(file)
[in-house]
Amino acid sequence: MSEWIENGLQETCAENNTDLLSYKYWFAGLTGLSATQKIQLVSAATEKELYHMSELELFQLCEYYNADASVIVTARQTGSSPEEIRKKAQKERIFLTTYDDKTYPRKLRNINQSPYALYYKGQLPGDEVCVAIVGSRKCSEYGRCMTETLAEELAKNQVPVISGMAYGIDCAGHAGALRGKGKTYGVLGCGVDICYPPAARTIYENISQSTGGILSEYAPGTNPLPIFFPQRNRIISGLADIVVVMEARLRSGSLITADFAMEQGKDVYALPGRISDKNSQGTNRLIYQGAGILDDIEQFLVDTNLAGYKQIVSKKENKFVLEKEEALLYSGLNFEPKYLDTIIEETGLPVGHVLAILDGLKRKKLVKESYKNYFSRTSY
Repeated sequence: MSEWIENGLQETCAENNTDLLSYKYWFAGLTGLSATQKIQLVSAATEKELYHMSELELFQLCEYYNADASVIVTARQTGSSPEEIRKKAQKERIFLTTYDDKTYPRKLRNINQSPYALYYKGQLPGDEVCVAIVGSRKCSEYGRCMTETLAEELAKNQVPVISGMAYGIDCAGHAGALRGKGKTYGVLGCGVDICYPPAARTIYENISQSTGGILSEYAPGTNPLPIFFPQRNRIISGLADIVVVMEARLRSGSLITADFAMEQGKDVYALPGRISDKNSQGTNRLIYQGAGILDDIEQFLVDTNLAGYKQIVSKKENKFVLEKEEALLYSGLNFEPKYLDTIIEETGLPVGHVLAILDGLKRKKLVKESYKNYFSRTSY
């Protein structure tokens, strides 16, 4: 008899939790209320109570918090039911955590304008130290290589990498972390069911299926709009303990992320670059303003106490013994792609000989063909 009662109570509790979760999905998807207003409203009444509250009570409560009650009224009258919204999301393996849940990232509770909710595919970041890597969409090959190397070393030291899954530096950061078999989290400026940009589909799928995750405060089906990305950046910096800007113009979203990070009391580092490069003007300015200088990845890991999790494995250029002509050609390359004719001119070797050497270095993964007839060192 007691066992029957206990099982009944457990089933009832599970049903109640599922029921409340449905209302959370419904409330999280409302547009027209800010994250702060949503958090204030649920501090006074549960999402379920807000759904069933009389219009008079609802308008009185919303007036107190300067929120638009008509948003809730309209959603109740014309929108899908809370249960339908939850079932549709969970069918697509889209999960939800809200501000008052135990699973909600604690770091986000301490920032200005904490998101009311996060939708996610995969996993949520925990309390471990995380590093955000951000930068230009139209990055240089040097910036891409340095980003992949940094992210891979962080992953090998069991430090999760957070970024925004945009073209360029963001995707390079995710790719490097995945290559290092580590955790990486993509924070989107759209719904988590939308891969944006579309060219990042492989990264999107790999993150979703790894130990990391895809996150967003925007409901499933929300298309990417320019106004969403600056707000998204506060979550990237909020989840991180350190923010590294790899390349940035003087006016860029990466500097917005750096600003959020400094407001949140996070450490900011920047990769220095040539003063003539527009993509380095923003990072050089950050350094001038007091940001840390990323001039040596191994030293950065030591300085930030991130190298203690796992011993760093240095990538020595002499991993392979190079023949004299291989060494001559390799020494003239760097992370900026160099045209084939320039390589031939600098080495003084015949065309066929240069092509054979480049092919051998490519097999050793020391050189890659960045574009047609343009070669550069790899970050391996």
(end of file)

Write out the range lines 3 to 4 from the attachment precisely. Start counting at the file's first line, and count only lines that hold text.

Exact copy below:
Repeated sequence: MSEWIENGLQETCAENNTDLLSYKYWFAGLTGLSATQKIQLVSAATEKELYHMSELELFQLCEYYNADASVIVTARQTGSSPEEIRKKAQKERIFLTTYDDKTYPRKLRNINQSPYALYYKGQLPGDEVCVAIVGSRKCSEYGRCMTETLAEELAKNQVPVISGMAYGIDCAGHAGALRGKGKTYGVLGCGVDICYPPAARTIYENISQSTGGILSEYAPGTNPLPIFFPQRNRIISGLADIVVVMEARLRSGSLITADFAMEQGKDVYALPGRISDKNSQGTNRLIYQGAGILDDIEQFLVDTNLAGYKQIVSKKENKFVLEKEEALLYSGLNFEPKYLDTIIEETGLPVGHVLAILDGLKRKKLVKESYKNYFSRTSY
């Protein structure tokens, strides 16, 4: 008899939790209320109570918090039911955590304008130290290589990498972390069911299926709009303990992320670059303003106490013994792609000989063909 009662109570509790979760999905998807207003409203009444509250009570409560009650009224009258919204999301393996849940990232509770909710595919970041890597969409090959190397070393030291899954530096950061078999989290400026940009589909799928995750405060089906990305950046910096800007113009979203990070009391580092490069003007300015200088990845890991999790494995250029002509050609390359004719001119070797050497270095993964007839060192 007691066992029957206990099982009944457990089933009832599970049903109640599922029921409340449905209302959370419904409330999280409302547009027209800010994250702060949503958090204030649920501090006074549960999402379920807000759904069933009389219009008079609802308008009185919303007036107190300067929120638009008509948003809730309209959603109740014309929108899908809370249960339908939850079932549709969970069918697509889209999960939800809200501000008052135990699973909600604690770091986000301490920032200005904490998101009311996060939708996610995969996993949520925990309390471990995380590093955000951000930068230009139209990055240089040097910036891409340095980003992949940094992210891979962080992953090998069991430090999760957070970024925004945009073209360029963001995707390079995710790719490097995945290559290092580590955790990486993509924070989107759209719904988590939308891969944006579309060219990042492989990264999107790999993150979703790894130990990391895809996150967003925007409901499933929300298309990417320019106004969403600056707000998204506060979550990237909020989840991180350190923010590294790899390349940035003087006016860029990466500097917005750096600003959020400094407001949140996070450490900011920047990769220095040539003063003539527009993509380095923003990072050089950050350094001038007091940001840390990323001039040596191994030293950065030591300085930030991130190298203690796992011993760093240095990538020595002499991993392979190079023949004299291989060494001559390799020494003239760097992370900026160099045209084939320039390589031939600098080495003084015949065309066929240069092509054979480049092919051998490519097999050793020391050189890659960045574009047609343009070669550069790899970050391996």